Stuffed Zucchini Blossoms

Stuffed Zucchini Blossoms… Now why hadn’t I thought of this before?! It’s such an amazing concept! An edible flower, stuffed with whatever you want, then fried up and enjoyed with gusto. It’s a GREAT idea!

Here is my every blossoming Zucchini plant. It’s gotten massive over the summer with all this rain!

I picked some male zucchini blossoms, stems and all. These would have eventually grown into zucchinis, but they work great for this recipe. The stems are very tender once cooked.

For the stuffing base, I mixed cream cheese, garlic and dill.

I whipped then up nice and light.

And put them together in a ziplock baggie, as a makeshift pipping bag.

I opened up the stems a bit and pipped the cream cheese mixture until full.

Then I twisted the ends and closed the blossoms, ready for frying.

I first dipped the blossoms in an egg mixture.

Then, I rolled them in a seasoned flour mixture.

and fried them up in some canola oil.

Here are the tasty blossoms, all ready to be gobbled up. I recommend you make extras. These disappeared waaay too fast!

Stuffed Zucchini Blossoms

You will need:

  • zucchini flowers, cleaned and dried well
  • 2 eggs, whisked
  • flour, seasoned with salt and pepper
  • Cream cheese, mixed with fresh garlic and dill
  • 2-3 tablespoons oil for frying
Instructions
  1. To clean and stuff flowers: snap stems off flowers, rinse well under cool water, carefully open each flower and remove insides.
  2. Set aside on dry towel to dry.
  3. Set up your saute station: shallow wide bowl for whisked eggs, large plate for seasoned flour, large plate with paper towel for cooked flowers
  4. Once flowers are completely dry, carefully open and pipe cream cheese mixture into flower closing petals if you can. Use judgment on amount of cheese based on size of flower.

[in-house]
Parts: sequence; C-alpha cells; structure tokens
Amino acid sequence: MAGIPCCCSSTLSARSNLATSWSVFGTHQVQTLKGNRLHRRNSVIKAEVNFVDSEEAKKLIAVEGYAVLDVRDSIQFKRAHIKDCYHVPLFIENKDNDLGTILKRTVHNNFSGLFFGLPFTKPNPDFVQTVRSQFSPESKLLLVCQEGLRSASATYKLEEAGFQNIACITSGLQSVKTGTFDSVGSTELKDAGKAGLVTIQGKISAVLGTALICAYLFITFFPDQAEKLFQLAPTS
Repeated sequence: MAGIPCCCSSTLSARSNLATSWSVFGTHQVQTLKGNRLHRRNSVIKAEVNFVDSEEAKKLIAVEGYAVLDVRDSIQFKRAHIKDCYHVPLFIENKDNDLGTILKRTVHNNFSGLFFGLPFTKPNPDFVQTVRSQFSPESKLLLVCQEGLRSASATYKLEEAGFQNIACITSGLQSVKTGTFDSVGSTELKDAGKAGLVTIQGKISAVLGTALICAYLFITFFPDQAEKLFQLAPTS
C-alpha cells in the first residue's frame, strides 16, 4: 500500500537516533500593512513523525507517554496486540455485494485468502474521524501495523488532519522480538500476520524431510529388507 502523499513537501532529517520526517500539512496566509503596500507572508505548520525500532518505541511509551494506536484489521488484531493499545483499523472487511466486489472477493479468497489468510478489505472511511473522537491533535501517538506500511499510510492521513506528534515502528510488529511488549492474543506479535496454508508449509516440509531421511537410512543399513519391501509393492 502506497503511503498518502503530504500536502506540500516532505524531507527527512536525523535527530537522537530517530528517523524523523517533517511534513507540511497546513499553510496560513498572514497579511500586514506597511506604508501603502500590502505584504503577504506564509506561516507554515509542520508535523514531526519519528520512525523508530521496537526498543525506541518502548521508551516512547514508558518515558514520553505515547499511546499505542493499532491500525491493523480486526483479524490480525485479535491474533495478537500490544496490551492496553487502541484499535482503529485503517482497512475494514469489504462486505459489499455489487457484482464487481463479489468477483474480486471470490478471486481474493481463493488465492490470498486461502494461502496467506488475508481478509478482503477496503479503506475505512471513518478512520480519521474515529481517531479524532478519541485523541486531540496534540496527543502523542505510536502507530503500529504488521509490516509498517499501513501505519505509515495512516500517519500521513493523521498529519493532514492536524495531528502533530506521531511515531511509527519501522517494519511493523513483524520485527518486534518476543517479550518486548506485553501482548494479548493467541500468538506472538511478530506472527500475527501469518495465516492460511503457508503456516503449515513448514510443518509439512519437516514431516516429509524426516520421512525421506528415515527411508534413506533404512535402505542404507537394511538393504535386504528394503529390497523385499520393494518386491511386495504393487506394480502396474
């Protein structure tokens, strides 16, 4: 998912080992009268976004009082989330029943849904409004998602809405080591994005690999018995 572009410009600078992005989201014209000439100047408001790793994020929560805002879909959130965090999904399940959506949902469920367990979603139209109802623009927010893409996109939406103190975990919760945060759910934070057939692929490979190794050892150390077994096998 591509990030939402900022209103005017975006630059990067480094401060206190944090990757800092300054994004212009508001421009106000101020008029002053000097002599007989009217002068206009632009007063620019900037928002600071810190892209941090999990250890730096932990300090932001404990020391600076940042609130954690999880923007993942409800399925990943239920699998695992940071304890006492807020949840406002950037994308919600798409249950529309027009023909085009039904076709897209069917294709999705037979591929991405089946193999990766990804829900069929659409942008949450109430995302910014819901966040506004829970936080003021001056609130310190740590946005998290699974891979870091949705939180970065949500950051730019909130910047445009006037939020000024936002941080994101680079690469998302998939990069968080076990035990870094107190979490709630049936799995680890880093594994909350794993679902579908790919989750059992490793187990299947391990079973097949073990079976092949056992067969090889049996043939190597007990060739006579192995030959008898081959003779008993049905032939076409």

5. Heat oil in large non stick skillet.
  6. Using your fingers, carefully dip each stuffed flower into egg mixture and let extra drip off.
  7. Place egg covered flower into flour mixture and gently toss to coat, shaking off excess flour. Place into hot oil. Continue on the next few flowers, amount depending on size of your pan, you don’t want to crowd them.
  8. Once flowers are browned on bottom, about 3-4 minutes, carefully flip and cook other side. Cook for another 2-3 minutes or until browned and then take out and place on paper towel so that extra oil will be absorbed. Repeat until all flowers are cooked. You may have to carefully clean pan with a quick wipe from paper towel in between batches.
  9. Serve warm and enjoy!

Operation Fruit Rescue Edmonton

This past weekend, I got the chance to take part in an amazing activity, a local foodie secret, if you will. Operation Fruit Rescue Edmonton, an Edmonton non-profit, offers volunteer fruit picking opportunities in and around the Edmonton area.

The gist of the operation is this: A grower will contact Operation Fruit Rescue Edmonton (OFRE) about a massive amount of fruit that has ripened in their yard, saying they either don’t have time or are unable to pick it themselves. Rather than letting the fruit go to waste, OFRE gets some volunteers together to go pick all of the fruit at once. Once picked, the fruit is weighed, and divided up between all the pickers in equal shares, with an equal share going to the host, to the Edmonton Food Bank (or another charitable organization), and to OFRE for processing and preserving workshops. It’s genius I tell you!! For about an hour of raspberry picking on Monday, I got to take home almost 4 cups of raspberries (Which are now nestled safe and sound in my freezer for some tasty baking adventure later in the year)! I was shocked that I got to take home that much, and incredibly grateful to OFRE for offering this opportunity.

Here is the beautiful home of the host who offered up her raspberries.

And here were her massive ripening Raspberry bushes!

Take a look at these beauties!

This is how much I managed to pick, in about 20 minutes. They were so ripe they would just fall into my hand!

Beautiful berries!

Here are my picking companions.

My fingers were very stained after we were all done. What an amazing evening!

In total, we estimated that we picked about 20 pounds that evening. That a haul!

To freeze, I laid them all out on a baking sheet and put them in the freezer. They froze individually, without sticking together, then I put them in a ziplock baggie in the freezer for extended berry enjoyment!


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